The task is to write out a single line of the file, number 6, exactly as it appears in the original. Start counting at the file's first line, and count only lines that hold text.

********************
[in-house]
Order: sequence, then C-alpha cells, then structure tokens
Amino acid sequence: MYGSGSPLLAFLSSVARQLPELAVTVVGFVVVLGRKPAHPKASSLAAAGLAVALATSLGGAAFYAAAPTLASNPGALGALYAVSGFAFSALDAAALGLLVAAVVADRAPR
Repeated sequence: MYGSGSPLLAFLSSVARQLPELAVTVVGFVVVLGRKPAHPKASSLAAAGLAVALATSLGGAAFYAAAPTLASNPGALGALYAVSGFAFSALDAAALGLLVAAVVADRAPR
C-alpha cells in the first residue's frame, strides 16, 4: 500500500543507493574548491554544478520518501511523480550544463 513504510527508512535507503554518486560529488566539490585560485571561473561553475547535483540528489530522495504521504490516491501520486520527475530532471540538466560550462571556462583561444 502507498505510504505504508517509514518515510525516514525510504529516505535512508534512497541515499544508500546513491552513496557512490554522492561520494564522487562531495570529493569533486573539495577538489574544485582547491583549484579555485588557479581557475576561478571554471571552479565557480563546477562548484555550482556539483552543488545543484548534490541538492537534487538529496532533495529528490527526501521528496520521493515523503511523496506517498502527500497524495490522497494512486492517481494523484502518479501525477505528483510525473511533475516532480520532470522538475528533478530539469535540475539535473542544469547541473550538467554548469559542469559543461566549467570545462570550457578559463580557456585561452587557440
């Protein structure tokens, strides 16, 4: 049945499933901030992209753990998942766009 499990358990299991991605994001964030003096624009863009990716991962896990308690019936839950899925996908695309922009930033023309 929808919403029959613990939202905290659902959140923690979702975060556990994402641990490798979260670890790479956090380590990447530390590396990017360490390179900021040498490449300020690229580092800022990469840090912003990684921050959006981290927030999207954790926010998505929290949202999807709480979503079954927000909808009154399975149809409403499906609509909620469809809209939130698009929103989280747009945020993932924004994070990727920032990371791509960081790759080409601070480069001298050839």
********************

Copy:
């Protein structure tokens, strides 16, 4: 049945499933901030992209753990998942766009 499990358990299991991605994001964030003096624009863009990716991962896990308690019936839950899925996908695309922009930033023309 929808919403029959613990939202905290659902959140923690979702975060556990994402641990490798979260670890790479956090380590990447530390590396990017360490390179900021040498490449300020690229580092800022990469840090912003990684921050959006981290927030999207954790926010998505929290949202999807709480979503079954927000909808009154399975149809409403499906609509909620469809809209939130698009929103989280747009945020993932924004994070990727920032990371791509960081790759080409601070480069001298050839």